Emerging markets brace for money flood

After QE2, QT2? Quantitative tightening or measures by emerging market countries to counter the sometimes pernicious effects of capital inflows — began even before it became clear that the Federal Reserve was preparing another massive bout of quantitative easing.Now with the prospect of yet more money sloshing around the global financial system in search of higher returns, a string of governments in Asia and Latin America are expected to consider introducing capital controls to stem the side-effects of inflows.Emerging markets are affected in several ways by the so-called carry trade, in which money moves from low- to high-interest environments. Such inflows put upward pressure on exchange rates, making exports less competitive, and threaten the possibility of a 1997-style balance-of-payments crisis if flows suddenly reverse. Inflows also exacerbate inflation, particularly if central banks are leery of raising interest rates for fear of attracting yet more “hot money”.According to a research note published by HSBC on Tuesday, one of the unintended consequences of loose monetary policy in the US and Europe is the likely proliferation of capital controls across the developing world. Emerging markets are struggling with what it calls the “impossible trinity”, an inability to allow free flows of capital while simultaneously maintaining a grip over interest rates and exchange rates. “The more the west pursues quantitative easing, the more the emerging world, via capital controls, will pursue quantitative tightening,” it said.In Asia, following Brazil’s reintroduction of taxes on capital inflows, Thailand was the first out of the blocks. Last month, it imposed a 15 per cent withholding tax on capital gains and interest payments for government and state-owned company bonds as a way of discouraging inflows. On the other side of the ledger, it has removed limits on overseas investment and eased restrictions on lending to foreign borrowers in an effort to encourage outflows by domestic investors.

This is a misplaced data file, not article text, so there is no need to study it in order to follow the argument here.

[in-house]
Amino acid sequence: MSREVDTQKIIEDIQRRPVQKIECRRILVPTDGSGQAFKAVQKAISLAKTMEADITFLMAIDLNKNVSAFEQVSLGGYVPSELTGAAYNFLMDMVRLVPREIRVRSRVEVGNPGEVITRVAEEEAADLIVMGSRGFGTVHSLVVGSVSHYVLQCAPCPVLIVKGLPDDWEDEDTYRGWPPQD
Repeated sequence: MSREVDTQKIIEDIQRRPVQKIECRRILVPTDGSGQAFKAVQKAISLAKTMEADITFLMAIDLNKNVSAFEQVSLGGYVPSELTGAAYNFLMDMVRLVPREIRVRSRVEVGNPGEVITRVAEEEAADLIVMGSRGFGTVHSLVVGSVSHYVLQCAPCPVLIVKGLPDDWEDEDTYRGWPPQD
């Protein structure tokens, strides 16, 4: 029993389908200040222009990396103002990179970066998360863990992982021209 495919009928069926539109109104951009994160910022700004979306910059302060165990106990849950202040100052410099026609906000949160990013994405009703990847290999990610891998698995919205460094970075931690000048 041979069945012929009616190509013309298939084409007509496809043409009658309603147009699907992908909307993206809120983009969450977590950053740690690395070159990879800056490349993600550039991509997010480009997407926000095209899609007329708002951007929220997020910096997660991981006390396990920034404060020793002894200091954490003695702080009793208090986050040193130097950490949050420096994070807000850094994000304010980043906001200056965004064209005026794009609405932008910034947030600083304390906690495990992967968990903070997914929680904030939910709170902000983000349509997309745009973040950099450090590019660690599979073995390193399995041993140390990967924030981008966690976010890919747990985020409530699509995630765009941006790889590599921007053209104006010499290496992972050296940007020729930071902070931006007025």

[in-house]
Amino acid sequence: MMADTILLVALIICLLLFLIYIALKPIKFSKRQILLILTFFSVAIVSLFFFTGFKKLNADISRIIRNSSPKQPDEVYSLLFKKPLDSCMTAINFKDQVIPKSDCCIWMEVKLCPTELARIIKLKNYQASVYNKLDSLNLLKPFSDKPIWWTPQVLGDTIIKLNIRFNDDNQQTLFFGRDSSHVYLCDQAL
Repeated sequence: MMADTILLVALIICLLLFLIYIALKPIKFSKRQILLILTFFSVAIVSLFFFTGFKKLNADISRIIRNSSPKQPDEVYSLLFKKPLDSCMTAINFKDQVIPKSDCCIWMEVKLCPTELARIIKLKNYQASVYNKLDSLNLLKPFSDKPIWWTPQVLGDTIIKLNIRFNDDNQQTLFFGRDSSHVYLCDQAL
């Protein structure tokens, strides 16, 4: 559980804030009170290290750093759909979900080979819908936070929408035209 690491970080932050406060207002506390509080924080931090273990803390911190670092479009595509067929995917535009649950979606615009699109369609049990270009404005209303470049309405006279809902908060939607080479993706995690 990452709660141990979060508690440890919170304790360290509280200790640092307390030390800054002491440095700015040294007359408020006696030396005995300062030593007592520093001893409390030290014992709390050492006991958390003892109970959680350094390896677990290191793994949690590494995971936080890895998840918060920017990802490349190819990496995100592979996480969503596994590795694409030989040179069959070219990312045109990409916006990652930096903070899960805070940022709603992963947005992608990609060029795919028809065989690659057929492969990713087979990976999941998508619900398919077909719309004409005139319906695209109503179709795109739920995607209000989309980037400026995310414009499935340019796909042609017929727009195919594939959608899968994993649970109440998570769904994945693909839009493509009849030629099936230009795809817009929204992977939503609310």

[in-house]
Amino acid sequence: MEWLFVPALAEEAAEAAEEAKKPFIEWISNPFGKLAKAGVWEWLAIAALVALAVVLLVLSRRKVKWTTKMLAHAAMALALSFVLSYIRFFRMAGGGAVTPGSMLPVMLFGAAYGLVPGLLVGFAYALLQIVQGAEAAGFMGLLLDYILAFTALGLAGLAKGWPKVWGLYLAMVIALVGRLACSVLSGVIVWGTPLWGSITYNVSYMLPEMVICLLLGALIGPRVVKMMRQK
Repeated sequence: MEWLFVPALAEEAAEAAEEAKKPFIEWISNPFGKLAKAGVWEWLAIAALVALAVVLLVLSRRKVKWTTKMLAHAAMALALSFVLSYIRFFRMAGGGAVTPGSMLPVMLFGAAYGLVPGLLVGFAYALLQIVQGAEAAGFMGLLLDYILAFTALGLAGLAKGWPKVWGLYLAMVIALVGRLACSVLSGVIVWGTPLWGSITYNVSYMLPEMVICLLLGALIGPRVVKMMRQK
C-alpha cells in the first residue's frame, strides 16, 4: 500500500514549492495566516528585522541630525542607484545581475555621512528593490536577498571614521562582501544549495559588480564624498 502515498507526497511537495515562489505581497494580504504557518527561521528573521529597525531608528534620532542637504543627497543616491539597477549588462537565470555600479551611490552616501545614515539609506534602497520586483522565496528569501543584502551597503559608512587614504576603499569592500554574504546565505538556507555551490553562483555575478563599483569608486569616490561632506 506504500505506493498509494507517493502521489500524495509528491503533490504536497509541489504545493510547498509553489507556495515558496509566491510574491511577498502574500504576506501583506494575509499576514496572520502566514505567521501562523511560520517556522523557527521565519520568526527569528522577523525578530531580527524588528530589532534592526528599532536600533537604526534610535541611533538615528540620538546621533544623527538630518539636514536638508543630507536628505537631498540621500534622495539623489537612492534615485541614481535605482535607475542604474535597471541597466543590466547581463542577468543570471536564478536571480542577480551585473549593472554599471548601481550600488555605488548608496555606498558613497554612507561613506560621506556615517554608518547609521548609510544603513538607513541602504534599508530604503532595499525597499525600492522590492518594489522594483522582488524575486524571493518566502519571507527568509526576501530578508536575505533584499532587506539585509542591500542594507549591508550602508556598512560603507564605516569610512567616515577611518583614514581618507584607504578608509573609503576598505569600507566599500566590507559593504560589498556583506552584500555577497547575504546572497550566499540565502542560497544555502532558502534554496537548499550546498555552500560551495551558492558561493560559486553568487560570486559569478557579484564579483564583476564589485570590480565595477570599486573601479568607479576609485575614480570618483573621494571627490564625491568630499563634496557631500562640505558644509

Indonesia and South Korea are both considering measures. Budi Mulya, deputy governor of Indonesia’s central bank, told the Financial Times that the bank was considering extending controls to reduce the potentially harmful effect of sudden movements in hot money. Last week, Kim Choong-soo, governor of South Korea’s central bank, raised the prospect of introducing measures, including the reintroduction of a withholding tax on bonds, to reduce surges in capital, saying: “Regulation of capital flows can be an effective policy tool.”Richard Yetsenga, currency strategist at HSBC and one of the authors of the report, said QE2 could exacerbate a problem that had its origins in a reassessment of risk after the collapse of Lehman. “Quantitative easing is the whipping boy, but it is not clear how much it is to blame for the reallocation of savings,” he said.

Indonesia, for example, had seen very strong capital inflows long before quantitative easing was dreamt of outside Japan. In 2005, foreign holdings of local currency-denominated government bonds were below 5 per cent, he said. By the time Lehman collapsed, this had already risen to 20 per cent, only to jump again, to nearly 30 per cent, in the subsequent two years.Whatever the causes of upward pressure on exchange rates and inflation in emerging markets, Mr Yetsenga said, capital controls had “definitely become less taboo” as a countermeasure. Even the International Monetary Fund had dropped its strong objections, he said.In an interview with the Financial Times last week, Lee Myung-bak, president of South Korea, said policies aimed at stemming excessive capital flows should be considered within the framework of international co-operation. Each country had to “take into account their own domestic needs”, he said, rejecting the suggestion that unilateral action could be regarded as undermining collective action to rebalance the global economy and avoid a currency war.The Korean government likes to draw a distinction between capital controls, aimed directly at mitigating pressure on the exchange rate, and what it calls macro-prudential policies whose purpose is to prevent volatile capital movements. But Korean policy experts conceded that the huge flows generated by quantitative easing made it harder and harder to differentiate between the two – Cnn